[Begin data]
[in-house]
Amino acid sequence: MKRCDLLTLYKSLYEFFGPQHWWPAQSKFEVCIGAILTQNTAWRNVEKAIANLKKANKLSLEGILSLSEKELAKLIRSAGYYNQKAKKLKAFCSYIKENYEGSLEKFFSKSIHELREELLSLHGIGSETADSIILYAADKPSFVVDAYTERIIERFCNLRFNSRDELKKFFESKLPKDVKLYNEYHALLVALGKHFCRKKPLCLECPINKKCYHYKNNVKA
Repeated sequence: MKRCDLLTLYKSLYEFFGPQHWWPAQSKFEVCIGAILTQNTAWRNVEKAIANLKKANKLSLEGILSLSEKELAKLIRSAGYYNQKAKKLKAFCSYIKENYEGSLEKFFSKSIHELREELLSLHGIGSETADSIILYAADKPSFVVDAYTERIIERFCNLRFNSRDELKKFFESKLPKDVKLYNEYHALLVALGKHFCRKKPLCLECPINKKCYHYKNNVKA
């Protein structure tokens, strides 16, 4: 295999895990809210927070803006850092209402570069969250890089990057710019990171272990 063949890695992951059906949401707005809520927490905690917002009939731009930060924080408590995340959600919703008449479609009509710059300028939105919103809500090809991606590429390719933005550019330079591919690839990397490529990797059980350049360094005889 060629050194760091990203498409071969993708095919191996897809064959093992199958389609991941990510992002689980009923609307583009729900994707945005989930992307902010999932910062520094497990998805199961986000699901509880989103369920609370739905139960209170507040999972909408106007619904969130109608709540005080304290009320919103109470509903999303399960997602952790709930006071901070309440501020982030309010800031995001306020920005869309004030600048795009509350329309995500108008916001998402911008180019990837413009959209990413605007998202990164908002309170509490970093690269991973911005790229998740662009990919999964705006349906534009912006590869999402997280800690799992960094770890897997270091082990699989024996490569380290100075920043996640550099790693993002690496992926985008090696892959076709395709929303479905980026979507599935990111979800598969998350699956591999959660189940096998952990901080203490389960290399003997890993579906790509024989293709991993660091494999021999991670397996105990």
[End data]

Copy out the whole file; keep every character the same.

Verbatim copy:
[in-house]
Amino acid sequence: MKRCDLLTLYKSLYEFFGPQHWWPAQSKFEVCIGAILTQNTAWRNVEKAIANLKKANKLSLEGILSLSEKELAKLIRSAGYYNQKAKKLKAFCSYIKENYEGSLEKFFSKSIHELREELLSLHGIGSETADSIILYAADKPSFVVDAYTERIIERFCNLRFNSRDELKKFFESKLPKDVKLYNEYHALLVALGKHFCRKKPLCLECPINKKCYHYKNNVKA
Repeated sequence: MKRCDLLTLYKSLYEFFGPQHWWPAQSKFEVCIGAILTQNTAWRNVEKAIANLKKANKLSLEGILSLSEKELAKLIRSAGYYNQKAKKLKAFCSYIKENYEGSLEKFFSKSIHELREELLSLHGIGSETADSIILYAADKPSFVVDAYTERIIERFCNLRFNSRDELKKFFESKLPKDVKLYNEYHALLVALGKHFCRKKPLCLECPINKKCYHYKNNVKA
């Protein structure tokens, strides 16, 4: 295999895990809210927070803006850092209402570069969250890089990057710019990171272990 063949890695992951059906949401707005809520927490905690917002009939731009930060924080408590995340959600919703008449479609009509710059300028939105919103809500090809991606590429390719933005550019330079591919690839990397490529990797059980350049360094005889 060629050194760091990203498409071969993708095919191996897809064959093992199958389609991941990510992002689980009923609307583009729900994707945005989930992307902010999932910062520094497990998805199961986000699901509880989103369920609370739905139960209170507040999972909408106007619904969130109608709540005080304290009320919103109470509903999303399960997602952790709930006071901070309440501020982030309010800031995001306020920005869309004030600048795009509350329309995500108008916001998402911008180019990837413009959209990413605007998202990164908002309170509490970093690269991973911005790229998740662009990919999964705006349906534009912006590869999402997280800690799992960094770890897997270091082990699989024996490569380290100075920043996640550099790693993002690496992926985008090696892959076709395709929303479905980026979507599935990111979800598969998350699956591999959660189940096998952990901080203490389960290399003997890993579906790509024989293709991993660091494999021999991670397996105990």